3 Colorectal Cancer Facts Everyone Aged 50+ Should Know
Since March is colorectal cancer awareness month, we’re exploring the risks posed by this particularly pernicious form of cancer. It’s the second deadliest cancer among men and women combined, according to FightColorectalCancer.org. It’s also exceedingly preventable—if you’re up to date on your screenings. 60 percent of colorectal cancer deaths could have been prevented had the patient been screened early enough. But these facts just scratch the surface. Here are three more colorectal cancer facts you should know.
1. Older adults are winning battles in the war against colorectal cancer.
Scientific advances in the past decade have made colorectal cancers significantly less deadly for older adults. According to FightColorectalCancer.org, “Colon cancer incidence rates have dropped 30% in the U.S. in the last 10 years among adults ages 50 and older due to the widespread uptake of colonoscopy, with the largest decrease occurring in those ages 65 and older.” This is a hugely important development that reminds us of the most important colorectal cancer-related truth: screening matters. If you aren’t up to date on your check-ups, schedule one today.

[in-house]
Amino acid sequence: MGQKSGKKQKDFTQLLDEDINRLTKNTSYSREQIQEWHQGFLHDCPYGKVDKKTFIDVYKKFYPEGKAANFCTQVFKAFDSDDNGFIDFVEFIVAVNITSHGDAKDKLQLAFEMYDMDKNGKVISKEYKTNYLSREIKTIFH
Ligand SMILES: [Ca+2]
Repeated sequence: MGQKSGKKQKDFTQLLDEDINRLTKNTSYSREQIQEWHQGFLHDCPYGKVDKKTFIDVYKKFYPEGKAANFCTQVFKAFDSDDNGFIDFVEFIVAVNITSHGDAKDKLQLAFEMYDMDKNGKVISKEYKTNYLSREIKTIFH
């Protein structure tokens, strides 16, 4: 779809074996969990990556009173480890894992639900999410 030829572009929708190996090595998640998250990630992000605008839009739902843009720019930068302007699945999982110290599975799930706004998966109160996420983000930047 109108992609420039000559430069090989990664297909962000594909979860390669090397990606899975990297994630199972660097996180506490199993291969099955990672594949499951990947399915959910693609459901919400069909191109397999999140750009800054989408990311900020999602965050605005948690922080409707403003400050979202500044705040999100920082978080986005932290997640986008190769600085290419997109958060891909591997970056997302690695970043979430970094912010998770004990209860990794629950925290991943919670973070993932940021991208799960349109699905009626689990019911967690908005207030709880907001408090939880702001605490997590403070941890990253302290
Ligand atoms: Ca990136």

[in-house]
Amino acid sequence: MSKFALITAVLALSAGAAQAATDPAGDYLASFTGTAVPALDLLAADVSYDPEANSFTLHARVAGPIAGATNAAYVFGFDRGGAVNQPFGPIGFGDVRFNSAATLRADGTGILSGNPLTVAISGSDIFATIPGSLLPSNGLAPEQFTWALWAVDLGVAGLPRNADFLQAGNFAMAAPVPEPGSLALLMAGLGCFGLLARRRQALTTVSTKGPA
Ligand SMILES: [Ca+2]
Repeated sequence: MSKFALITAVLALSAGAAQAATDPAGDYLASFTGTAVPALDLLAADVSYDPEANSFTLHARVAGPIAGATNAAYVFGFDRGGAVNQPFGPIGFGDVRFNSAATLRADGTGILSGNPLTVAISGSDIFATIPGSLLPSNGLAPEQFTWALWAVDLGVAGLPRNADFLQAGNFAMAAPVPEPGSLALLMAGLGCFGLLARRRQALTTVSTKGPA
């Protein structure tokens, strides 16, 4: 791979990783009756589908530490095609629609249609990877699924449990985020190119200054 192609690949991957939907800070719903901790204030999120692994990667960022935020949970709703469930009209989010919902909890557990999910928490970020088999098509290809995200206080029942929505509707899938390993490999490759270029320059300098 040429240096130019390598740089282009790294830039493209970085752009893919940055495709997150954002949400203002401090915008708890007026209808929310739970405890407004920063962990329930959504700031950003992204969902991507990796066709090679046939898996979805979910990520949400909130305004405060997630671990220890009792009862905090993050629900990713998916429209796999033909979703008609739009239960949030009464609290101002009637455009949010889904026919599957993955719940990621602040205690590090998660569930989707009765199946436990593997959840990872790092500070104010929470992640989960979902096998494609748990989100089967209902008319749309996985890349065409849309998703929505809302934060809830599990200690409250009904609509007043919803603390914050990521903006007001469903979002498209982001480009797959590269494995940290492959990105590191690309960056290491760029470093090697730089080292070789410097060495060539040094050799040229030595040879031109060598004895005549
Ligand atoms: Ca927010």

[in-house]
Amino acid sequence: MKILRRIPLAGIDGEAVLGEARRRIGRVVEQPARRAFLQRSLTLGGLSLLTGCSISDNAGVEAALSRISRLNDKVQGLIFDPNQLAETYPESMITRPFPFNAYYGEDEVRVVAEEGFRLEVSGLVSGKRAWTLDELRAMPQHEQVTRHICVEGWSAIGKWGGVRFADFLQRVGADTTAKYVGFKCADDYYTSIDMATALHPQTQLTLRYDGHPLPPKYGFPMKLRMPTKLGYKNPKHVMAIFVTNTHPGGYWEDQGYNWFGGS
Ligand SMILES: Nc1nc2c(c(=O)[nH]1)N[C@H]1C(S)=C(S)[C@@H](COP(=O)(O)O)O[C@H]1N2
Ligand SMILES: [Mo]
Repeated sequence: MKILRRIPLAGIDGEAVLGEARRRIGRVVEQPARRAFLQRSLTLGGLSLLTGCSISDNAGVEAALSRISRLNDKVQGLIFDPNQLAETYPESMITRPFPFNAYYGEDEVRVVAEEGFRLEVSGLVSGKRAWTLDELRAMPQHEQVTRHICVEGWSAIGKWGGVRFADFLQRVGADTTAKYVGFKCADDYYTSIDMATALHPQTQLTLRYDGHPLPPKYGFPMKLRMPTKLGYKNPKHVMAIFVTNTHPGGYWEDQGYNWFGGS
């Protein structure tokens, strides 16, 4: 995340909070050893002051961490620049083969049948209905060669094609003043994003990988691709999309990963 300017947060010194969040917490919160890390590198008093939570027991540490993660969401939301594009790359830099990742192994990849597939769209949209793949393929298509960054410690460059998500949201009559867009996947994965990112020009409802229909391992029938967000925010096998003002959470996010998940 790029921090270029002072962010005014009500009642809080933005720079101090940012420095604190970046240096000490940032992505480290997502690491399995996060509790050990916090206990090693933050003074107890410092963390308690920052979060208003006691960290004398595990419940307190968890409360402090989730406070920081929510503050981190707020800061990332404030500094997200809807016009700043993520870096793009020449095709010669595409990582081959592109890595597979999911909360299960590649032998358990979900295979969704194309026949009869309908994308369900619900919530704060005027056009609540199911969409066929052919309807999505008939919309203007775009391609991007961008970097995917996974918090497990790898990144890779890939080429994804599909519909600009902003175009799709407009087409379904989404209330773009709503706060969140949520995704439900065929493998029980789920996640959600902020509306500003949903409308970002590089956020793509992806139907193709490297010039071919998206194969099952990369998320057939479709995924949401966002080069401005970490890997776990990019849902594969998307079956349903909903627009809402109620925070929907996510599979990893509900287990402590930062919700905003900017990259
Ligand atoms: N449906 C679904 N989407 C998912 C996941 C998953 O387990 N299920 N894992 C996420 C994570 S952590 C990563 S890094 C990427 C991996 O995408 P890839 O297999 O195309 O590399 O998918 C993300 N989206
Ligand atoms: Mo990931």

2. Older adults are at the greatest risk for colorectal cancer—by a lot.
The encouraging statistics don’t subtract from the fact that older adults are by far at the greatest risk for colorectal cancer. According to the Colon Cancer Alliance, 9 in 10 new cases of colorectal cancer are found in people over the age of 50. The average diagnosis age is 72. And while colorectal cancer rates are decreasing for people under 50, they’re actually increasing for citizens over that age. It’s vitally important to remain conscientious of your health. If everyone got regular check ups, death rates would undoubtedly fall for every age group.
3. Older adults, people with family history of cancer, and men are most likely to get the disease. But absolutely everyone is at risk.
This may be the most important colorectal cancer fact of all. It’s important to note risk factors. Age, family history, and gender all make us more likely to contract colorectal cancer. But it’s also important to know that this edition of the American Cancer Society’s colorectal cancer facts and figures, “75 percent of cases occur in people without these risk factors.” Don’t count yourself safe if you don’t have a family history. Stay aware, and get screened.
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Disclaimer: This content is for informational purposes only and it is not meant to be relied on as medical advice, diagnosis, or treatment. Consult your physician before starting any exercise or dietary program or taking any other action respecting your health. In case of a medical emergency, call 911.